You Have to Practice to Succeed at Anything

Megan Tee
Megan Tee
Oct 14 · 5 min read
Photo by Daniel Chekalov on Unsplash

For me, this was how I learned writing. This was also applicable when I was making my own music. This was also applicable when I was learning to program as my course of study. No amount of classes or lessons seemed to make me understand anything unless I put in the time myself actually doing it.

I have to put in the time. My skill at writing was mostly through hard work, I read a lot of guides, tips, but nothing actually contributed more than doing the actual work myself.

Well, to begin with, I never actually had much when I started writing. All I had as a fourteen-year-old was the internet, my phone, and a ton of time to blow. And at most, access to the library and books which I used to read.

It was way before I decided to look up craft books and courses. I did, some of them were helpful, others really weren’t.

It still did not beat me actually practicing it and learning it myself.

Because that is a sort of experience and time that no amount of advice can replace.

You can’t escape it. You have to practice, try, and continuously improve.

And I didn’t really apply it to music. It was a rare case because it was one of the few times where I first took courses before I really got started. I had learned music theory beforehand, but it was only a full year afterwards that I actually did anything.

In which of course, I didn’t know what I was doing. And I found that I didn’t see most of the advice applicable to me at this stage. Where I was just trying to figure myself out as a musician and where I stood. (Since there is a lot of different places you can be, composers, songwriters, and arrangers, music technician, etc)

Just like writing — journalism, novelist, technical writing, copywriting, grant writing, etc — and programming — web developer, software engineer, data engineer, etc.

Programming was a rare exception since I have to repeat the year or any modules if I failed. That scared me into actually doing the work since my work was graded. But I only appreciated it more once I slowly started learning it on my own. No matter the results.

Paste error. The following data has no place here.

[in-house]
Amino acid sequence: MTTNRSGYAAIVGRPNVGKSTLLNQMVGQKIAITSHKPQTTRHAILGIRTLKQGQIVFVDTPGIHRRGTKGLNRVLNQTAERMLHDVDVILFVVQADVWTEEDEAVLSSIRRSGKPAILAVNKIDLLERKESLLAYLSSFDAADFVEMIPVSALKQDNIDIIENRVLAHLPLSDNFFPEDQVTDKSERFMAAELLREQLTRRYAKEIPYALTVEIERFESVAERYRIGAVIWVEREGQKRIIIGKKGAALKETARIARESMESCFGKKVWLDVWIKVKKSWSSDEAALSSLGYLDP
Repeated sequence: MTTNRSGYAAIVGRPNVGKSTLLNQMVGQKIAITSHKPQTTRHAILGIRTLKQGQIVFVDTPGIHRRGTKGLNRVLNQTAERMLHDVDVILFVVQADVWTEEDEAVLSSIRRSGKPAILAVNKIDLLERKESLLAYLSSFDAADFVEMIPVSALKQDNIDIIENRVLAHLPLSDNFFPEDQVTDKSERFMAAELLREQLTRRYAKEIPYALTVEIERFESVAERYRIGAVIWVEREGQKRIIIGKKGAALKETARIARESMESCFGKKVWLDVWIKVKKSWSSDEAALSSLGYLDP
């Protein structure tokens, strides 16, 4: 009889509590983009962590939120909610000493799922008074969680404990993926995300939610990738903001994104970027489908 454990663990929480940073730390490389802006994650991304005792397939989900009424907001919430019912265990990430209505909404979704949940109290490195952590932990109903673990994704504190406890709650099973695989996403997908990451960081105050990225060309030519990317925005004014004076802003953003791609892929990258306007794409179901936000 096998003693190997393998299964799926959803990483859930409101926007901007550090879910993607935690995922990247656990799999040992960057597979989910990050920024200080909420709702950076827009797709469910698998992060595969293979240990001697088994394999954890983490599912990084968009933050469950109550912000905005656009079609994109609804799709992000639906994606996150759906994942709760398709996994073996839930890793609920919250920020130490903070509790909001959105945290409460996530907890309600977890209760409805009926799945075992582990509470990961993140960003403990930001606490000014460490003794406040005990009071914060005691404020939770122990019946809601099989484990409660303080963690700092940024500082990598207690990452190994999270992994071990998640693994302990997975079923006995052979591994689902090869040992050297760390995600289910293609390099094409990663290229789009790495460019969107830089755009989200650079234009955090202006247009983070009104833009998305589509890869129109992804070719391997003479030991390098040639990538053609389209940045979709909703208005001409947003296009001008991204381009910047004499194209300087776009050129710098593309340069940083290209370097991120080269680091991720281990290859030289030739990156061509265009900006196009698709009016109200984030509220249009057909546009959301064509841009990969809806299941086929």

I had to experience it. I realized that it didn’t apply to me, and listening wasn’t going to help much. Actually doing will.

If you don’t do it, you won’t get anywhere. I can’t lie to you. Because it has been the case for me.

You have to get started. You can’t be taught.

I did, I have written five novels which I abandoned or reworked through countless rewrites. That’s not even counting the ideas that I wrote down, and then years later, I just look at it and then raise my eyebrow.

Also, my current works-in-progress has things that I’m less than pleased with, and so I’m putting it through the wringer to well slowly rectify them.

Even I’m not proud of some of my music, although there are some parts which I’m happy with and listening to it feels me with a sense of pride. But I’m not wowed away by it.

But it’s great when you look back at how far you’ve come. I was amazed at the skill of myself and how my growth had come. It had been a moment of embarrassment. But it also gave me the ability to look forward, seeing that I had come so far.

Because what can I do with more practice?

My creations would undoubtedly be better than before.

Because everything you create will be a learning process. It can be a success which you will grow to admire; a failure in which you learn. Or somewhere in the middle with room to improve, but you’re still proud of it.

It’s not even remotely easy to learn or know. It is going to be a long process. I’ve admitted it earlier. I have been continuously writing for four years and composing for about one year. I know that it will take me years of my life.

You have to invest time. It won’t come overnight.

I don’t expect it to be easy. So I expect to take the time to learn and become proficient in anything.

And I do it because I’m passionate. Because I care. Because I want to.

I know that this won’t be a quick thing. I rarely expect that money will be made quickly.

Which was perhaps why I tired quickly of music and maybe programming. I was in it a lot more for the money than the passion. Then, when it didn’t come, t just made me wonder why I was doing it.

Now, I’m making because it brings me joy in a very different way. Programming is more of a side thing since I went to school for it, and it didn’t turn out so well. But I have enjoyed using the more logical side of me and testing the limits of my patience with it. And the curiosity I have with seeing how things we take for granted can be so complicated. Just as much as it can help to keep me from burnout because there is a lot less pressure than writing.

And so I know that I can’t run from practice. I have done if to get better.

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Megan Tee

Written by

Megan Tee

Writer, Aromantic, Single Girl, History Buff, Fiction Writer, ENTP, Eternal Optimist. Sign up for my newsletter:

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